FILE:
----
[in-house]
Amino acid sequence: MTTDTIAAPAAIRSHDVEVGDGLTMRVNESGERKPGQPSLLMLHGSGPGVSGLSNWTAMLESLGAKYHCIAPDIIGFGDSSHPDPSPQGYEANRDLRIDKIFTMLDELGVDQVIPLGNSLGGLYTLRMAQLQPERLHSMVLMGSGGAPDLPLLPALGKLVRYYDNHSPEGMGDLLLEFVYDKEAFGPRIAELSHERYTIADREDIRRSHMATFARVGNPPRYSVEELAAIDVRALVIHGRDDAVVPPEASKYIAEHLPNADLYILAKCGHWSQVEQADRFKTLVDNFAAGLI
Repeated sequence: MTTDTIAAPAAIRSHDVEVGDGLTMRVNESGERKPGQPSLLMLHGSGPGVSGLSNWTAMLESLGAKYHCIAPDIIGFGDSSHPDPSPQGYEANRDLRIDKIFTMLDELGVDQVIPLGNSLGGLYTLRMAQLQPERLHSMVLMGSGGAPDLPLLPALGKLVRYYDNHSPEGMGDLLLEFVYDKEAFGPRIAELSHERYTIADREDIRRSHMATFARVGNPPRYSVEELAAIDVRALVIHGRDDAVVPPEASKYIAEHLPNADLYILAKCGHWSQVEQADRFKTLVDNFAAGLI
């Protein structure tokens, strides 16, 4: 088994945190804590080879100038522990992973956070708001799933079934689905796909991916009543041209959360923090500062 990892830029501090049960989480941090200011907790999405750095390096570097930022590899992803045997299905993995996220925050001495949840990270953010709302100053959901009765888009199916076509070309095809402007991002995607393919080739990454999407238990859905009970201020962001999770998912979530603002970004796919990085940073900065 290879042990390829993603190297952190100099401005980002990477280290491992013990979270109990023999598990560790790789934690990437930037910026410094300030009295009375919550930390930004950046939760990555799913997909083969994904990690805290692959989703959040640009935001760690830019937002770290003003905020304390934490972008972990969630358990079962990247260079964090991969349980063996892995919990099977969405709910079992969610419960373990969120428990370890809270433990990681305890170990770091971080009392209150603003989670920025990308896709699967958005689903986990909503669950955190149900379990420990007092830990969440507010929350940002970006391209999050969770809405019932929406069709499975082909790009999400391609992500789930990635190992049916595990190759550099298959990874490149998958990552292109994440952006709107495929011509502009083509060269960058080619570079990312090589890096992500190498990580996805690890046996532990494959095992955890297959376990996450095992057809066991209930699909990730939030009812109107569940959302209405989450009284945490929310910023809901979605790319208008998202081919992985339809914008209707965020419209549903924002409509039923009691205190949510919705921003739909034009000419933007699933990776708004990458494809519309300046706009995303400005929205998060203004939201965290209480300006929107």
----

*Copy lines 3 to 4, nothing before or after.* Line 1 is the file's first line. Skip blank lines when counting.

Repeated sequence: MTTDTIAAPAAIRSHDVEVGDGLTMRVNESGERKPGQPSLLMLHGSGPGVSGLSNWTAMLESLGAKYHCIAPDIIGFGDSSHPDPSPQGYEANRDLRIDKIFTMLDELGVDQVIPLGNSLGGLYTLRMAQLQPERLHSMVLMGSGGAPDLPLLPALGKLVRYYDNHSPEGMGDLLLEFVYDKEAFGPRIAELSHERYTIADREDIRRSHMATFARVGNPPRYSVEELAAIDVRALVIHGRDDAVVPPEASKYIAEHLPNADLYILAKCGHWSQVEQADRFKTLVDNFAAGLI
């Protein structure tokens, strides 16, 4: 088994945190804590080879100038522990992973956070708001799933079934689905796909991916009543041209959360923090500062 990892830029501090049960989480941090200011907790999405750095390096570097930022590899992803045997299905993995996220925050001495949840990270953010709302100053959901009765888009199916076509070309095809402007991002995607393919080739990454999407238990859905009970201020962001999770998912979530603002970004796919990085940073900065 290879042990390829993603190297952190100099401005980002990477280290491992013990979270109990023999598990560790790789934690990437930037910026410094300030009295009375919550930390930004950046939760990555799913997909083969994904990690805290692959989703959040640009935001760690830019937002770290003003905020304390934490972008972990969630358990079962990247260079964090991969349980063996892995919990099977969405709910079992969610419960373990969120428990370890809270433990990681305890170990770091971080009392209150603003989670920025990308896709699967958005689903986990909503669950955190149900379990420990007092830990969440507010929350940002970006391209999050969770809405019932929406069709499975082909790009999400391609992500789930990635190992049916595990190759550099298959990874490149998958990552292109994440952006709107495929011509502009083509060269960058080619570079990312090589890096992500190498990580996805690890046996532990494959095992955890297959376990996450095992057809066991209930699909990730939030009812109107569940959302209405989450009284945490929310910023809901979605790319208008998202081919992985339809914008209707965020419209549903924002409509039923009691205190949510919705921003739909034009000419933007699933990776708004990458494809519309300046706009995303400005929205998060203004939201965290209480300006929107």